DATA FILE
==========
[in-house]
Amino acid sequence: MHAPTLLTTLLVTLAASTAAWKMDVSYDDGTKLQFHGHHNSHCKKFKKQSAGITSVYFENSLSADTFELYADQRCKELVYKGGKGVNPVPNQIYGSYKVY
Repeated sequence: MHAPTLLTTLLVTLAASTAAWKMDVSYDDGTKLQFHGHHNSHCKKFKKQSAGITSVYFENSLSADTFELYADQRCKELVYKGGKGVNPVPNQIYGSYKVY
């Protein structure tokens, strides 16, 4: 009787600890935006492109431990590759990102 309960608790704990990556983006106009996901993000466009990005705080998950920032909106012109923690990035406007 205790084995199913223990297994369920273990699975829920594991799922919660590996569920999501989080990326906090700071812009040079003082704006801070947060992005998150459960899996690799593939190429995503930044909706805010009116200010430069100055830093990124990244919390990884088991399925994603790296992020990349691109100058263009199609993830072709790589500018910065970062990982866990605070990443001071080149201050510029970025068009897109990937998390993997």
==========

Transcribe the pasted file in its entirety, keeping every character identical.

[in-house]
Amino acid sequence: MHAPTLLTTLLVTLAASTAAWKMDVSYDDGTKLQFHGHHNSHCKKFKKQSAGITSVYFENSLSADTFELYADQRCKELVYKGGKGVNPVPNQIYGSYKVY
Repeated sequence: MHAPTLLTTLLVTLAASTAAWKMDVSYDDGTKLQFHGHHNSHCKKFKKQSAGITSVYFENSLSADTFELYADQRCKELVYKGGKGVNPVPNQIYGSYKVY
């Protein structure tokens, strides 16, 4: 009787600890935006492109431990590759990102 309960608790704990990556983006106009996901993000466009990005705080998950920032909106012109923690990035406007 205790084995199913223990297994369920273990699975829920594991799922919660590996569920999501989080990326906090700071812009040079003082704006801070947060992005998150459960899996690799593939190429995503930044909706805010009116200010430069100055830093990124990244919390990884088991399925994603790296992020990349691109100058263009199609993830072709790589500018910065970062990982866990605070990443001071080149201050510029970025068009897109990937998390993997």